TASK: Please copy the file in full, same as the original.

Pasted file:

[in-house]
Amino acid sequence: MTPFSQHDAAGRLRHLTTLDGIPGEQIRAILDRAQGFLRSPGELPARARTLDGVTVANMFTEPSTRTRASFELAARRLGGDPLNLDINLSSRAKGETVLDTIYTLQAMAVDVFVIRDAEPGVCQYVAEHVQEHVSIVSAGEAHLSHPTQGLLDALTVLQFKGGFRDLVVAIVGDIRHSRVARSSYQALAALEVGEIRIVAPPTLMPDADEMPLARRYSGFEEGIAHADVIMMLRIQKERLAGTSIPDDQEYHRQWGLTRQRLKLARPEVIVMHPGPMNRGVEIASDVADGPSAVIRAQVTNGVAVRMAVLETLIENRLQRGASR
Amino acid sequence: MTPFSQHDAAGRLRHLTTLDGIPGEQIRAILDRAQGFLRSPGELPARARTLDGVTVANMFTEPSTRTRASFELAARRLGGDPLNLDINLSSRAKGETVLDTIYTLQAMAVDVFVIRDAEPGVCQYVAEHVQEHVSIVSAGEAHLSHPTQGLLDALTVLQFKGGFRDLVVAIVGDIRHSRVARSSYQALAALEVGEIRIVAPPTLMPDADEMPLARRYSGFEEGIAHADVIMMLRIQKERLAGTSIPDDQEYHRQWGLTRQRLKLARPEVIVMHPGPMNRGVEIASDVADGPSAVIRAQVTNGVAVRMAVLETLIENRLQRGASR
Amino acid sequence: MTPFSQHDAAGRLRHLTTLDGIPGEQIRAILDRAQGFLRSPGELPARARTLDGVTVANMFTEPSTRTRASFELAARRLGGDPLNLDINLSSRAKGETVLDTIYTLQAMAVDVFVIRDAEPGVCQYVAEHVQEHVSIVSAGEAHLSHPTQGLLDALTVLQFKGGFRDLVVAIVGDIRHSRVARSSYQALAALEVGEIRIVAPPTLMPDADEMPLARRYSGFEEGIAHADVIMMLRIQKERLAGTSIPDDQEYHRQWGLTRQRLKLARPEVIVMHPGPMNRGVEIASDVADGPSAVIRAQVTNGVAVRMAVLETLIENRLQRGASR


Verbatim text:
[in-house]
Amino acid sequence: MTPFSQHDAAGRLRHLTTLDGIPGEQIRAILDRAQGFLRSPGELPARARTLDGVTVANMFTEPSTRTRASFELAARRLGGDPLNLDINLSSRAKGETVLDTIYTLQAMAVDVFVIRDAEPGVCQYVAEHVQEHVSIVSAGEAHLSHPTQGLLDALTVLQFKGGFRDLVVAIVGDIRHSRVARSSYQALAALEVGEIRIVAPPTLMPDADEMPLARRYSGFEEGIAHADVIMMLRIQKERLAGTSIPDDQEYHRQWGLTRQRLKLARPEVIVMHPGPMNRGVEIASDVADGPSAVIRAQVTNGVAVRMAVLETLIENRLQRGASR
Amino acid sequence: MTPFSQHDAAGRLRHLTTLDGIPGEQIRAILDRAQGFLRSPGELPARARTLDGVTVANMFTEPSTRTRASFELAARRLGGDPLNLDINLSSRAKGETVLDTIYTLQAMAVDVFVIRDAEPGVCQYVAEHVQEHVSIVSAGEAHLSHPTQGLLDALTVLQFKGGFRDLVVAIVGDIRHSRVARSSYQALAALEVGEIRIVAPPTLMPDADEMPLARRYSGFEEGIAHADVIMMLRIQKERLAGTSIPDDQEYHRQWGLTRQRLKLARPEVIVMHPGPMNRGVEIASDVADGPSAVIRAQVTNGVAVRMAVLETLIENRLQRGASR
Amino acid sequence: MTPFSQHDAAGRLRHLTTLDGIPGEQIRAILDRAQGFLRSPGELPARARTLDGVTVANMFTEPSTRTRASFELAARRLGGDPLNLDINLSSRAKGETVLDTIYTLQAMAVDVFVIRDAEPGVCQYVAEHVQEHVSIVSAGEAHLSHPTQGLLDALTVLQFKGGFRDLVVAIVGDIRHSRVARSSYQALAALEVGEIRIVAPPTLMPDADEMPLARRYSGFEEGIAHADVIMMLRIQKERLAGTSIPDDQEYHRQWGLTRQRLKLARPEVIVMHPGPMNRGVEIASDVADGPSAVIRAQVTNGVAVRMAVLETLIENRLQRGASR